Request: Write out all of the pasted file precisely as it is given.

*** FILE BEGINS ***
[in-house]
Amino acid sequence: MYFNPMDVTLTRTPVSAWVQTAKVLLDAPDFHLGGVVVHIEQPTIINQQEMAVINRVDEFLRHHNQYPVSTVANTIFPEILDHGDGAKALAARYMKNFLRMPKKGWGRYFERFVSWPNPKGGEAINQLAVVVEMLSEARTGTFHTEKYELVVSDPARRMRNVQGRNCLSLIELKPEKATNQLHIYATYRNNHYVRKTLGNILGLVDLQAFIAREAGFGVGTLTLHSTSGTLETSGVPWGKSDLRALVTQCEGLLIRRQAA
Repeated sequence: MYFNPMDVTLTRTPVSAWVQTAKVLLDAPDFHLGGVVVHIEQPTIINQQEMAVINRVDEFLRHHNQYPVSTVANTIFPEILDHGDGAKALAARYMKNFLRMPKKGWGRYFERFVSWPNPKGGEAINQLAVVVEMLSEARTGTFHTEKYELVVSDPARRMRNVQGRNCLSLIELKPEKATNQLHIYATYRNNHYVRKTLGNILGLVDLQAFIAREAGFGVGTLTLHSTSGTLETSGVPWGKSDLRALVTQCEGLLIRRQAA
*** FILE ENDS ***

[in-house]
Amino acid sequence: MYFNPMDVTLTRTPVSAWVQTAKVLLDAPDFHLGGVVVHIEQPTIINQQEMAVINRVDEFLRHHNQYPVSTVANTIFPEILDHGDGAKALAARYMKNFLRMPKKGWGRYFERFVSWPNPKGGEAINQLAVVVEMLSEARTGTFHTEKYELVVSDPARRMRNVQGRNCLSLIELKPEKATNQLHIYATYRNNHYVRKTLGNILGLVDLQAFIAREAGFGVGTLTLHSTSGTLETSGVPWGKSDLRALVTQCEGLLIRRQAA
Repeated sequence: MYFNPMDVTLTRTPVSAWVQTAKVLLDAPDFHLGGVVVHIEQPTIINQQEMAVINRVDEFLRHHNQYPVSTVANTIFPEILDHGDGAKALAARYMKNFLRMPKKGWGRYFERFVSWPNPKGGEAINQLAVVVEMLSEARTGTFHTEKYELVVSDPARRMRNVQGRNCLSLIELKPEKATNQLHIYATYRNNHYVRKTLGNILGLVDLQAFIAREAGFGVGTLTLHSTSGTLETSGVPWGKSDLRALVTQCEGLLIRRQAA